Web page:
Project Nim

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(out of 5)


“It was the seventies!” is a terrific excuse for the experimental folly that is detailed in this incredibly entertaining documentary by James Marsh, director of the Oscar-winning Man On Wire. It follows a poorly supervised study begun by Dr.  to chart the similarities between humans and apes, by having a family raise a chimpanzee in their home as if he were one of their own children and see if it develops an aptitude for human language. Almost from the beginning there are numerous issues: Nim, the subject in question, does not get along with his initial adopted father, eventually as he grows he physically becomes a problem (chimpanzees pack quite a bite), and then changes in funding authority dictate that he be moved to various facilities before finally finding a home at a ranch facility not that far above a very comfortable zoo. The road to hell is paved with good intentions, and rarely has it been described on film so accurately, with Marsh contributing energetic direction and Dickon Hinchliffe a gorgeous musical score to accompany the lively interviews and rich stock footage.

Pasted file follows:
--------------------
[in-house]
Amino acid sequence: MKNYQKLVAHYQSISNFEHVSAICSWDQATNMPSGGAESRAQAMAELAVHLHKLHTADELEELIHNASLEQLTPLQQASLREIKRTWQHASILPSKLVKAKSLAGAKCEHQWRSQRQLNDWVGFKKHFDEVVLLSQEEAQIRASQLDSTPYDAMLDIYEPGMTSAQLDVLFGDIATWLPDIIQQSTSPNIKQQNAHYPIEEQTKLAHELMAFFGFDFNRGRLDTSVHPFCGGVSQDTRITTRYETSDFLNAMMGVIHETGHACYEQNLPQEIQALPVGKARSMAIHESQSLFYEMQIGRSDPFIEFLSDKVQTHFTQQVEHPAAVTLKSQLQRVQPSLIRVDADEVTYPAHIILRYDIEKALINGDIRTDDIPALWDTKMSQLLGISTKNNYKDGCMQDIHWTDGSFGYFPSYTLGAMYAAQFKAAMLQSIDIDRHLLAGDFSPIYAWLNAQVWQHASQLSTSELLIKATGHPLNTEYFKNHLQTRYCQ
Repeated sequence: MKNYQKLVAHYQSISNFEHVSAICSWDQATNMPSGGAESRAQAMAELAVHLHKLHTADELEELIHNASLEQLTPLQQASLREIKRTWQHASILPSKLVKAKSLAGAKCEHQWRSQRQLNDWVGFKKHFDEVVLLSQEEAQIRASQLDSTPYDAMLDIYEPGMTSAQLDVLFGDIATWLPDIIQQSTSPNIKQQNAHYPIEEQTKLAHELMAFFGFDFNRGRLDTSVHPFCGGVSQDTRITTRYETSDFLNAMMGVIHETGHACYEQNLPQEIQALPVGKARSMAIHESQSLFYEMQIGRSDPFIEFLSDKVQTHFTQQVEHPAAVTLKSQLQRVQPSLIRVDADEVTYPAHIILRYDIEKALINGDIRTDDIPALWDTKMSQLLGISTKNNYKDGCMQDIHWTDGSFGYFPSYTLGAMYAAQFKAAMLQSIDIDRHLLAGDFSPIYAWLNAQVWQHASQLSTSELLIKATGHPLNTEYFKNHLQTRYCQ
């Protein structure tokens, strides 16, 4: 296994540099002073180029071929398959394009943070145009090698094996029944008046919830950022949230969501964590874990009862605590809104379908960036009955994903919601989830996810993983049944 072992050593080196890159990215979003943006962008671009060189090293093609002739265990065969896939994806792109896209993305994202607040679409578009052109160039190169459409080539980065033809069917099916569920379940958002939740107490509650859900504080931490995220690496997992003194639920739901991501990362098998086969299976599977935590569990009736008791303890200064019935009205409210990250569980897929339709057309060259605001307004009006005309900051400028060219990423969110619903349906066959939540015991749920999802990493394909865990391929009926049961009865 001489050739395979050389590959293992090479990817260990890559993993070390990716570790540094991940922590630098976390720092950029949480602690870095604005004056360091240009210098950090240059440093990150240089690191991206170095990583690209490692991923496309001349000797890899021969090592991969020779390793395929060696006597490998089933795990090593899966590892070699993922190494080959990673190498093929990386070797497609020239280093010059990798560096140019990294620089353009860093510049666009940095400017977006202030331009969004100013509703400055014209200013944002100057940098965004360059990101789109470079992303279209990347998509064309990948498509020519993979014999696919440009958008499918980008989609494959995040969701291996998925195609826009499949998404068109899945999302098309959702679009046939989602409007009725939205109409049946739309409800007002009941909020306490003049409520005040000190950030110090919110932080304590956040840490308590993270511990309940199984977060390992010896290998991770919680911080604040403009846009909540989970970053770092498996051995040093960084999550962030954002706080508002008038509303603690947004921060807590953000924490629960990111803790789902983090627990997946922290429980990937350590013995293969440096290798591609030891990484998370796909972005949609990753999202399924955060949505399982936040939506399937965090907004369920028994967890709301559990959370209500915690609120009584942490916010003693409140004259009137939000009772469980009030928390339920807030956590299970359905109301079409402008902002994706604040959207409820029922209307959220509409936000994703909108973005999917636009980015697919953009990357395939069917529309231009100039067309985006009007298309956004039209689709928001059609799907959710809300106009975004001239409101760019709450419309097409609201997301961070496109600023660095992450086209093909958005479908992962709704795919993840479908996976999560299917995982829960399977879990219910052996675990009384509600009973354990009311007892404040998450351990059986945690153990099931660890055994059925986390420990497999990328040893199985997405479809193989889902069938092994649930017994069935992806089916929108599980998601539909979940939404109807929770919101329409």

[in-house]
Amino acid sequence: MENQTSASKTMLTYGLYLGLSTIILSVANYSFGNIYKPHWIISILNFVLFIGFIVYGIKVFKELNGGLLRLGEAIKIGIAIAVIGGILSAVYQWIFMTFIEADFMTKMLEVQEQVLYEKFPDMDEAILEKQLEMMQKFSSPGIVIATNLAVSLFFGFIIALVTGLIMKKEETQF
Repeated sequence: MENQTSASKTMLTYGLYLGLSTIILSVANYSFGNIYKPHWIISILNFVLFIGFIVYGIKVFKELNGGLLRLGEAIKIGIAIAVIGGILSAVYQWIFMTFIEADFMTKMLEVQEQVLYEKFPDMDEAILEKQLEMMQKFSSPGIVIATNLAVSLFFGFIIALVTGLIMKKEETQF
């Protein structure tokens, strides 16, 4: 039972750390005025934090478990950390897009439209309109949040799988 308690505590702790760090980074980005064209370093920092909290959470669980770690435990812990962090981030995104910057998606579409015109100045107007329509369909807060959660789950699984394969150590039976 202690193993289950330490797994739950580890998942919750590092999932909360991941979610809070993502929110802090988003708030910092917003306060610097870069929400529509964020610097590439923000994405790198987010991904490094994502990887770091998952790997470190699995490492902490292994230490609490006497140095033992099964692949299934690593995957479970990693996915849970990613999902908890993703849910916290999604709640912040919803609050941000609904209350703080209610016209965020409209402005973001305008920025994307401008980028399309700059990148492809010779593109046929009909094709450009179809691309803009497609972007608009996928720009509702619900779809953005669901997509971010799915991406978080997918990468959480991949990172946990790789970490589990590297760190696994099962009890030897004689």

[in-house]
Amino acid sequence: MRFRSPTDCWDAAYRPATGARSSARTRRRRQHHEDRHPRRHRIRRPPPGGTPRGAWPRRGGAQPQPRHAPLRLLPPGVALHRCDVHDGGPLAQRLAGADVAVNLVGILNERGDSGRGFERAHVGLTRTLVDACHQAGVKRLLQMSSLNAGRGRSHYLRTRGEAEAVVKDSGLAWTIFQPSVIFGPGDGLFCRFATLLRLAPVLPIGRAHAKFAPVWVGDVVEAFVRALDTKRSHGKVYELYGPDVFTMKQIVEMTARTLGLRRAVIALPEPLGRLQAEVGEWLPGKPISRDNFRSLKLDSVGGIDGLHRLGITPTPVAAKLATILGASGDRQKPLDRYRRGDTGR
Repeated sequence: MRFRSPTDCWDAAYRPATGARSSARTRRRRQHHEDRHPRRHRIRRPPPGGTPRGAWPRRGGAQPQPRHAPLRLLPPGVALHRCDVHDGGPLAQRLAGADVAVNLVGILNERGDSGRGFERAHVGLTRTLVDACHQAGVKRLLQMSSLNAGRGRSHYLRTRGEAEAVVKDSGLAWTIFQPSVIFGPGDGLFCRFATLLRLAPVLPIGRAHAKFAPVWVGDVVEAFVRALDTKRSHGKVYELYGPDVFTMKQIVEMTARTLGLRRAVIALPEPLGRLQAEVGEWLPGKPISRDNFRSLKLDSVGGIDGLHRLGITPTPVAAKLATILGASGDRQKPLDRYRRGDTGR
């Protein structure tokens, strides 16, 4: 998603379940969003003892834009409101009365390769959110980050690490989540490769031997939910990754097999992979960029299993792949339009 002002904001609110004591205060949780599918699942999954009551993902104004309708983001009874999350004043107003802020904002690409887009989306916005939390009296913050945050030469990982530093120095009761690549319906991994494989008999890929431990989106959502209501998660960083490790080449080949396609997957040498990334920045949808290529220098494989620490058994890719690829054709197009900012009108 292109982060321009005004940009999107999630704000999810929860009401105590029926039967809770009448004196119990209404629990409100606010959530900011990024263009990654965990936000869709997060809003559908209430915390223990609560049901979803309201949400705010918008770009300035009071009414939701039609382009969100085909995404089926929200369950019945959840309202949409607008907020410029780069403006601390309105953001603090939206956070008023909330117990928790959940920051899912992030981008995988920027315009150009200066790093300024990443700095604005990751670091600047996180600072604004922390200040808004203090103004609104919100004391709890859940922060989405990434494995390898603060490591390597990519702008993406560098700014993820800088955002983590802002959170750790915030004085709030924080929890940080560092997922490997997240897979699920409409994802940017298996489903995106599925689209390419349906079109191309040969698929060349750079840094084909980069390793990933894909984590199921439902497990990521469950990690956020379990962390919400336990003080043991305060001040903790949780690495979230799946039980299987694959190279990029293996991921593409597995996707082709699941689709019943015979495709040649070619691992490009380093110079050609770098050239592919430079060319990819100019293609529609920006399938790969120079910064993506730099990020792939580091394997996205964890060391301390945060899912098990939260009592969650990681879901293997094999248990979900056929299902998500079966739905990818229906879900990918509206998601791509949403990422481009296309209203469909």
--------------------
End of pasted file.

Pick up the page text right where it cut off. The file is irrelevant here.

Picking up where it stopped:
, ,

United Kingdom/USA, 2011

Directed by

Based on the book Nim Chimpsky: The Chimp Who Would Be Human by

Cinematography by

Produced by

Music by

Production Design by

Costume Design by

Film Editing by

Film Festivals:  Sundance 2011


Cast Tags:  , , , , , , , , , , , , , , , , , , , , , ,


National Board Of Review Award
Top Five Documentaries

Directors Guild Award
Outstanding Directorial Achievement in Documentary (James Marsh)

British Academy Award Nomination
Best Documentary Film

Toronto Film Critics Award Nomination
Allan King Documentary Award

Sundance Film Festival Award
Directing Award, World Cinema-Documentary (James Marsh)

Boston Film Critics Award
Best Documentary


ProjectNim

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